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Machine learning health-related applications in low-income and middle-income countries: a scoping review protocol
  1. Rodrigo M Carrillo-Larco1,2,
  2. Lorainne Tudor Car3,4,
  3. Jonathan Pearson-Stuttard5,
  4. Trishan Panch6,
  5. J Jaime Miranda2,7,
  6. Rifat Atun8
  1. 1Department of Epidemiology and Biostatistics, School of Public Health, Imperial College London, London, UK
  2. 2CRONICAS Centre of Excellence in Chronic Diseases, Universidad Peruana Cayetano Heredia, Lima, Peru
  3. 3Family Medicine and Primary Care, Lee Kong Chian School of Medicine, Nanyang Technological University, Singapore
  4. 4Department of Primary Care and Public Health, School of Public Health, Imperial College London, London, UK
  5. 5Department of Epidemiology and Biostatistics and MRC-PHE Centre for Environment and Health, School of Public Health, Imperial College London, London, UK
  6. 6Wellframe Inc, Boston, Massachusetts, USA
  7. 7Facultad de Medicina "Alberto Hurtado", Universidad Peruana Cayetano Heredia, Lima, Peru
  8. 8Harvard T.H Chan School of Public Health and Harvard Medical School, Harvard University, Cambridge, Massachusetts, USA
  1. Correspondence to Rodrigo M Carrillo-Larco; r.carrillo-larco{at}


Introduction Machine learning (ML) has been used in bio-medical research, and recently in clinical and public health research. However, much of the available evidence comes from high-income countries, where different health profiles challenge the application of this research to low/middle-income countries (LMICs). It is largely unknown what ML applications are available for LMICs that can support and advance clinical medicine and public health. We aim to address this gap by conducting a scoping review of health-related ML applications in LMICs.

Methods and analysis This scoping review will follow the methodology proposed by Levac et al. The search strategy is informed by recent systematic reviews of ML health-related applications. We will search Embase, Medline and Global Health (through Ovid), Cochrane and Google Scholar; we will present the date of our searches in the final review. Titles and abstracts will be screened by two reviewers independently; selected reports will be studied by two reviewers independently. Reports will be included if they are primary research where data have been analysed, ML techniques have been used on data from LMICs and they aimed to improve health-related outcomes. We will synthesise the information following evidence mapping recommendations.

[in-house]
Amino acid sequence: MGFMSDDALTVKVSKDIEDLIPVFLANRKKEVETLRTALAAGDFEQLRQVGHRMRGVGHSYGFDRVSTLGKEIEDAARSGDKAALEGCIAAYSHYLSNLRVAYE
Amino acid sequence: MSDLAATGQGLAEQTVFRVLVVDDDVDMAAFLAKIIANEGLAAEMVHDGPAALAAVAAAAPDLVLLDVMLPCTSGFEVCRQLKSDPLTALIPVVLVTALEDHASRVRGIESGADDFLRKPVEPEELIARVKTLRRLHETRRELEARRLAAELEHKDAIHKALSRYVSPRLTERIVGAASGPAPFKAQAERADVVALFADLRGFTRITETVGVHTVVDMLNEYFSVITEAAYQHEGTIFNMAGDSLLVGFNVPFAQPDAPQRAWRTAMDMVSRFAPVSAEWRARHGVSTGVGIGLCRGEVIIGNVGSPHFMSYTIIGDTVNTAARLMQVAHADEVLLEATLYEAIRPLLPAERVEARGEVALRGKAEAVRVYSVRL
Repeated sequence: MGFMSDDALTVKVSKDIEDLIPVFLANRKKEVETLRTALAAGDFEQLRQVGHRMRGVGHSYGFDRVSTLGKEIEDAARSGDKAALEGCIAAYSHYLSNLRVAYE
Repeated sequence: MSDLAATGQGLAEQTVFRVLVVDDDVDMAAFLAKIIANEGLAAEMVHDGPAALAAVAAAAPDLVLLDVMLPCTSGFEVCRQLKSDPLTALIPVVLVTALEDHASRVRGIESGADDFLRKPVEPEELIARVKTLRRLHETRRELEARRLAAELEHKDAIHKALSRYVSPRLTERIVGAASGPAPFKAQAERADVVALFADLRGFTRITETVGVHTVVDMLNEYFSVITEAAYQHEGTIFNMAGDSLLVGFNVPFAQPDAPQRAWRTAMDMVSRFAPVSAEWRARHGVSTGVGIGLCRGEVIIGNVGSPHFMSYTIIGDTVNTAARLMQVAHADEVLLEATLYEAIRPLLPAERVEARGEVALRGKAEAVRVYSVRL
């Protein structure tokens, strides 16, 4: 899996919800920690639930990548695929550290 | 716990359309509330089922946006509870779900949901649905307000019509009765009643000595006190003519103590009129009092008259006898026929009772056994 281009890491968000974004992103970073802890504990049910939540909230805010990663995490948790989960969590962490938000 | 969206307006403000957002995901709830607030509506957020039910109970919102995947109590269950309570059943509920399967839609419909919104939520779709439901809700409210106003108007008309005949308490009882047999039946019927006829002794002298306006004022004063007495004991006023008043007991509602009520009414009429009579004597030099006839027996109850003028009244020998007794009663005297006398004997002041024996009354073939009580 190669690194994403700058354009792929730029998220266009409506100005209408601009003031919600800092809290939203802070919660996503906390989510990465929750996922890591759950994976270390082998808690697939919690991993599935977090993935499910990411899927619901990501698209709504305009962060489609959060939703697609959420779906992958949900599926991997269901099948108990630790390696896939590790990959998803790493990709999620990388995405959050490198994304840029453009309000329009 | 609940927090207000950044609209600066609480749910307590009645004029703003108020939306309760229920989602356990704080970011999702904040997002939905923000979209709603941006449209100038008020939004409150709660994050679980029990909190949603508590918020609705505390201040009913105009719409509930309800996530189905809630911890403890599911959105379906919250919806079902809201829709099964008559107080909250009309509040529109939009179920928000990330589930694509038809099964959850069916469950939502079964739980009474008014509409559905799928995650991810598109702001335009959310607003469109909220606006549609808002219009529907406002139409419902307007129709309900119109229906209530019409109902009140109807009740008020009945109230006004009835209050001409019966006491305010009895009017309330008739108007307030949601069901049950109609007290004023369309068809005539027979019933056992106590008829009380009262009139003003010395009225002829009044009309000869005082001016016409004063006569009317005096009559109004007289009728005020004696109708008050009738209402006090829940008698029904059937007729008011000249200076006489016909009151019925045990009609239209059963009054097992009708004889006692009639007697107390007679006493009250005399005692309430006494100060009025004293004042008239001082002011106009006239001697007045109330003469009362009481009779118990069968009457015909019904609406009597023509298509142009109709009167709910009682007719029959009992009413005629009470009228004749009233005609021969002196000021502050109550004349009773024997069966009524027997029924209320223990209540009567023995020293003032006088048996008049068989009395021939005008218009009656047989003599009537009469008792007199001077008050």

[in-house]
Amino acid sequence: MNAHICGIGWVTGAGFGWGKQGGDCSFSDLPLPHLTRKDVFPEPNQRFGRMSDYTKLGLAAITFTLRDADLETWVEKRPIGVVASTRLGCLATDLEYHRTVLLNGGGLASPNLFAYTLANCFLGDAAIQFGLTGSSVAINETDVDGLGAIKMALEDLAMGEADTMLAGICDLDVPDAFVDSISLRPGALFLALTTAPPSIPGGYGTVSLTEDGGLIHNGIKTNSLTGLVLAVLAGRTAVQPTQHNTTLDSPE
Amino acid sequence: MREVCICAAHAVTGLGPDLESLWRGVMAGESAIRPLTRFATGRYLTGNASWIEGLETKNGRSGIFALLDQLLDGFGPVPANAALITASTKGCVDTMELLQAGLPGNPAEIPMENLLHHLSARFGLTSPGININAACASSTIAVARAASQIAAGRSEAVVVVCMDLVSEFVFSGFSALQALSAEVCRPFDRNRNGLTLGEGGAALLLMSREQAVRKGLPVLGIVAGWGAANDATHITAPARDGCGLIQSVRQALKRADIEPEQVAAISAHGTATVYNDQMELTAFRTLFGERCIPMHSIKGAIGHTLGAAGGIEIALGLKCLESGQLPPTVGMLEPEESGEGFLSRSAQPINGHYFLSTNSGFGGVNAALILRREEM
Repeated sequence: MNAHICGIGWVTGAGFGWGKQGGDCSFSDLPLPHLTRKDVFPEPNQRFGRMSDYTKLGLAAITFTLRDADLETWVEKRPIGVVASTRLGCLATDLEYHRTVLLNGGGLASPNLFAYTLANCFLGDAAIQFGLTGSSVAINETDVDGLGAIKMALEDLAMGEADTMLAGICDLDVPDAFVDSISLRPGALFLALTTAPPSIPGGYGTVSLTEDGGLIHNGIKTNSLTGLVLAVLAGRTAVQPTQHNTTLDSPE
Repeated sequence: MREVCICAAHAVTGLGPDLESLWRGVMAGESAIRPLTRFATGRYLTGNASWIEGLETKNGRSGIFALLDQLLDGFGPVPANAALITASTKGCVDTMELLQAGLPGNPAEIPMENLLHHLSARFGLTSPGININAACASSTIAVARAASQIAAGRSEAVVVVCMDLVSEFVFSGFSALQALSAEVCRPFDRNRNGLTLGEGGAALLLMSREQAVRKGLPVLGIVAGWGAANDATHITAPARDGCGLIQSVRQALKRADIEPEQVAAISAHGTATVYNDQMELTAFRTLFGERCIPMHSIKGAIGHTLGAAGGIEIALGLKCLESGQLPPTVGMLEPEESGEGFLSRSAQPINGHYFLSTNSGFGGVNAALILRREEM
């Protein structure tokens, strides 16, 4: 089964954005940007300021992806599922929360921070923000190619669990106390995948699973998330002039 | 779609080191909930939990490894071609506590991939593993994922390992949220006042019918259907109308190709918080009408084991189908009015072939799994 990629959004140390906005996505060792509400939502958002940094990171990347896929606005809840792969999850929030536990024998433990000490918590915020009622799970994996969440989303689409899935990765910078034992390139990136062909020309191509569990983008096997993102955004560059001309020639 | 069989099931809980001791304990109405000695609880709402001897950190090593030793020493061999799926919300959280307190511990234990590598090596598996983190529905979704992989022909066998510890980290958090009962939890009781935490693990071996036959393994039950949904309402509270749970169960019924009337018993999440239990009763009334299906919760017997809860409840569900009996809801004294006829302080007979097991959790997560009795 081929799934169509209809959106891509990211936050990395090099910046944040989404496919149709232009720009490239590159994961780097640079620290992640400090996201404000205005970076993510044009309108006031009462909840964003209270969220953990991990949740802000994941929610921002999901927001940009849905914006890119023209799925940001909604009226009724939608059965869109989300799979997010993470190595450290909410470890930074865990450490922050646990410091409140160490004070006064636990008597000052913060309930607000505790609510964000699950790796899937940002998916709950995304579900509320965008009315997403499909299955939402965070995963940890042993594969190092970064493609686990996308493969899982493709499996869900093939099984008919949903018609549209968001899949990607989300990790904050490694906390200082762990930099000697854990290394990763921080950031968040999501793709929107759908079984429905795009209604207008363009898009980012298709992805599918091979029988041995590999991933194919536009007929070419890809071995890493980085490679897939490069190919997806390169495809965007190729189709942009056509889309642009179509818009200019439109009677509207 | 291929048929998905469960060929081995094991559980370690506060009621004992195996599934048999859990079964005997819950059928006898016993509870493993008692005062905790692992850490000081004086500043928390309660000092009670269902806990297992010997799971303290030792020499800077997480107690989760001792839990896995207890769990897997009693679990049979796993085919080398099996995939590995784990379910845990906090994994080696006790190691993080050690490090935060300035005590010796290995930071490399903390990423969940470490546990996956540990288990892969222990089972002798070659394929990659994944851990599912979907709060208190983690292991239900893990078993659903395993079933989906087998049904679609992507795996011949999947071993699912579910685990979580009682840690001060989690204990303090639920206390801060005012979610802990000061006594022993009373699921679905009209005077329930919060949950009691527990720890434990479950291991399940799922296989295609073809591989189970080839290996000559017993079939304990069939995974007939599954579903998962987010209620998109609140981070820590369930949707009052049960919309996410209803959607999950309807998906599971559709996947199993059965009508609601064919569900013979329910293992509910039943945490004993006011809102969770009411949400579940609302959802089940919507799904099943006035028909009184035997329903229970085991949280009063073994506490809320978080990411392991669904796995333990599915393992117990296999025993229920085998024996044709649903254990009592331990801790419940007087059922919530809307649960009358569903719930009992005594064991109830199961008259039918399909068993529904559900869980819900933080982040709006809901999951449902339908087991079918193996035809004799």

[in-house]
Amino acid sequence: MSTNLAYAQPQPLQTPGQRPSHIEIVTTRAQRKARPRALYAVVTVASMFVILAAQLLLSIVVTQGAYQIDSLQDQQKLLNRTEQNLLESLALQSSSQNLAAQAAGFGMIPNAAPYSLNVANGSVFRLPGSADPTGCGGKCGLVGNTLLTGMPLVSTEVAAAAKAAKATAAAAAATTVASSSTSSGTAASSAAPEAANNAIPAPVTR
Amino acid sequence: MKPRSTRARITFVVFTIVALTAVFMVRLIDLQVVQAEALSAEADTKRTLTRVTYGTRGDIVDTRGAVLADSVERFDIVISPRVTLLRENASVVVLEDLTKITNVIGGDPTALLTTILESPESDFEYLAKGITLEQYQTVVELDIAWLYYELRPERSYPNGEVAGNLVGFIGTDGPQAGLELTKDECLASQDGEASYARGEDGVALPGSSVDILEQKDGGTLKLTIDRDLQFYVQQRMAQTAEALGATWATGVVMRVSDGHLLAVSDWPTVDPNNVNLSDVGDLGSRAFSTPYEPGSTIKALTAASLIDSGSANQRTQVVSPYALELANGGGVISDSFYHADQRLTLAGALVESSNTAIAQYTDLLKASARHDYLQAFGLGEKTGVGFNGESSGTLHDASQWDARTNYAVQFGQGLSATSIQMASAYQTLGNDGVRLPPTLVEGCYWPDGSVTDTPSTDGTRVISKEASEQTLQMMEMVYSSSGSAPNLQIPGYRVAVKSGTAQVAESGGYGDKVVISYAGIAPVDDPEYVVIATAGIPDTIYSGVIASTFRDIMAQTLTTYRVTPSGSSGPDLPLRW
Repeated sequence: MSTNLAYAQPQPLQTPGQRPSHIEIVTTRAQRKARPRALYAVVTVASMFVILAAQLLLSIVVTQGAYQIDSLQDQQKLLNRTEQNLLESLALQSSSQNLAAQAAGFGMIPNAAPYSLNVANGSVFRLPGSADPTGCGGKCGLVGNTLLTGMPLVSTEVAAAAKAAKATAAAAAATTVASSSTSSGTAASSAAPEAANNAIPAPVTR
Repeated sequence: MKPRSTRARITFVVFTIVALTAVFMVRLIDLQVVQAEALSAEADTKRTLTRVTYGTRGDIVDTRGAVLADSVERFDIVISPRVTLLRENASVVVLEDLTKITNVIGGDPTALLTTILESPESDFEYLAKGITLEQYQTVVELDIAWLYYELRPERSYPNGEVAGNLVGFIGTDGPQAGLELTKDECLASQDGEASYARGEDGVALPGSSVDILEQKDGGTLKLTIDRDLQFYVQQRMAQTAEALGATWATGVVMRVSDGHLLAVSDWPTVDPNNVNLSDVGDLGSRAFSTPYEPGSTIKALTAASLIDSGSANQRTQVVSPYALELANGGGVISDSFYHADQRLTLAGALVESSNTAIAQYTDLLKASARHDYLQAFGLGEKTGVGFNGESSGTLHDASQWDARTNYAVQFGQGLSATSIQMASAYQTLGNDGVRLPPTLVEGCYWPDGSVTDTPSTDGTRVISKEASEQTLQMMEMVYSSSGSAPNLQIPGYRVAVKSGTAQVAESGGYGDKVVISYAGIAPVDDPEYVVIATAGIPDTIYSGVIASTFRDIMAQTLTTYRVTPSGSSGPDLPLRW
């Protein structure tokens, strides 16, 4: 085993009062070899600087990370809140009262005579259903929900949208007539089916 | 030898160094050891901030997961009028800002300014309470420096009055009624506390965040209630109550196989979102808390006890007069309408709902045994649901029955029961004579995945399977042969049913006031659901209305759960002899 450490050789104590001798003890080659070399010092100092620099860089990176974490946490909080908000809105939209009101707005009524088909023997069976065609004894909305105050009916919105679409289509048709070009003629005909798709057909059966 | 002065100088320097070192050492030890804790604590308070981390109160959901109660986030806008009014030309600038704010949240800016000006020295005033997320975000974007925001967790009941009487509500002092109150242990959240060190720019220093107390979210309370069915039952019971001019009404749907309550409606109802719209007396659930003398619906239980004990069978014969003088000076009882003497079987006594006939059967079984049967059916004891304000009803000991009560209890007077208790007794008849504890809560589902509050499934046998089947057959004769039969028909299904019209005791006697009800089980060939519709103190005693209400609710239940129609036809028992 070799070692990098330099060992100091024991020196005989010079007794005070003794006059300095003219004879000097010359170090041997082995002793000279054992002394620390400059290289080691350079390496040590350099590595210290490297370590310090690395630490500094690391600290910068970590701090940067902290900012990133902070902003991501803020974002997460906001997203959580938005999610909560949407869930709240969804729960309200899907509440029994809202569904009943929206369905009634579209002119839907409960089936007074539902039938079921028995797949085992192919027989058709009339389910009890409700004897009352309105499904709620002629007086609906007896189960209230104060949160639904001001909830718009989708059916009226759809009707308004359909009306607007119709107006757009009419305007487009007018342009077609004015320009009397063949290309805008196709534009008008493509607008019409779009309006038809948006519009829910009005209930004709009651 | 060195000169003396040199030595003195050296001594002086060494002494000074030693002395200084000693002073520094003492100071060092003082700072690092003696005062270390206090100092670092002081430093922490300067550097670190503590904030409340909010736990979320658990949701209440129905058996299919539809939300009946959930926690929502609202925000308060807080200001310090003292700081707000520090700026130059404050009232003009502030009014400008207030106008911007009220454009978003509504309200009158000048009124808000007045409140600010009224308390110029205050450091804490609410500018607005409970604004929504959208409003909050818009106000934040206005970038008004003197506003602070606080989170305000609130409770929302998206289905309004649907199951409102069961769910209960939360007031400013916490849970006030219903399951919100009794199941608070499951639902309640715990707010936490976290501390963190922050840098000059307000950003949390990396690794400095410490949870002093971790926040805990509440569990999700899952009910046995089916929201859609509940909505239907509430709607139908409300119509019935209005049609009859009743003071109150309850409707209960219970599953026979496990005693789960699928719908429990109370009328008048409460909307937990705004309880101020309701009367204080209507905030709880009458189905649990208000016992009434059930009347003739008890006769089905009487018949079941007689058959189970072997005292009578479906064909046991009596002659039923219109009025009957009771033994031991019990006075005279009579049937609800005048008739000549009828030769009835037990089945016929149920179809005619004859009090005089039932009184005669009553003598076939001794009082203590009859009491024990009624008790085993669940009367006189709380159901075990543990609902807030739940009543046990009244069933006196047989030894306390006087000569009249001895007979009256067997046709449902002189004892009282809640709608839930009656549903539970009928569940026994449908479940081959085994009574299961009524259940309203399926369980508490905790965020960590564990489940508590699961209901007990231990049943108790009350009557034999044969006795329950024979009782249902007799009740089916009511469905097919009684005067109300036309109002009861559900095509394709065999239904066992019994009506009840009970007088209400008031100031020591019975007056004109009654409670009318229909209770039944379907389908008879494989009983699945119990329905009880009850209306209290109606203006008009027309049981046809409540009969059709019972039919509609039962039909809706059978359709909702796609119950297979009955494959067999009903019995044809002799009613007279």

Ethics and dissemination The review will provide a comprehensive list of health-related ML applications in LMICs. The results will be disseminated through scientific publications. We also plan to launch a website where ML models can be hosted so that researchers, policymakers and the general public can readily access them.

  • epidemiology
  • biotechnology & bioinformatics
  • health informatics
  • World Wide Web technology

This is an open access article distributed in accordance with the Creative Commons Attribution 4.0 Unported (CC BY 4.0) license, which permits others to copy, redistribute, remix, transform and build upon this work for any purpose, provided the original work is properly cited, a link to the licence is given, and indication of whether changes were made. See:

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Strengths and limitations of this study

  • The search strategy is informed by a solid framework.

  • The search will be conducted in several information sources.

  • The screening/review process will be performed by two reviewers independently.

  • We will not search abstracts or conference proceedings specialised in machine learning.

  • We will focus on information sources, where health-related outcomes are most likely to be found.


Machine learning (ML) refers to the process through which computers, models or algorithms, learn and improve from data and processes, rather than from specific programmed instructions.1 2 ML can be used in tasks such as classification (eg, whether a tumour is benign or malign based on patterns or characteristics), clustering (eg, group patients with similar profiles for targeted prevention or treatment interventions) or prediction (eg, forecast propensity to risk or probability of outcome of a disease following interventions).2 Of note, there could be overlap across different tasks.

ML is widely used in bio-medical sciences, and more recently in clinical and public health research.3 4 Systematic reviews on health-related applications of ML have explored questions such as the accuracy of ML for diagnosis or outcome prediction,5–7 but most of the research studies included in these reviews have come from high-income countries and the findings may not apply to low/middle-income countries (LMICs) because of the variability in access to healthcare and difference in the disease burden. It is largely unknown what ML applications are available for LMICs that can support and advance clinical medicine and public health.

Our aim was to address this gap in the evidence by conducting a scoping review of health-related applications of ML in LMICs to synthesise published evidence and to garner lessons to inform further research and policy development. The review will provide the first comprehensive list of health-related ML applications in LMICs.



This is a scoping review of the published scientific literature. This protocol adheres to the Preferred Reporting Items for Systematic Reviews and Meta-Analyses Protocols (PRISMA-P) guidelines (online supplementary material S1),8 and the methodology follows the procedures suggested by Levac et al.9 The final publication of this work will adhere to the PRISMA extension Scoping Reviews (PRISMA-ScR) recommendations.10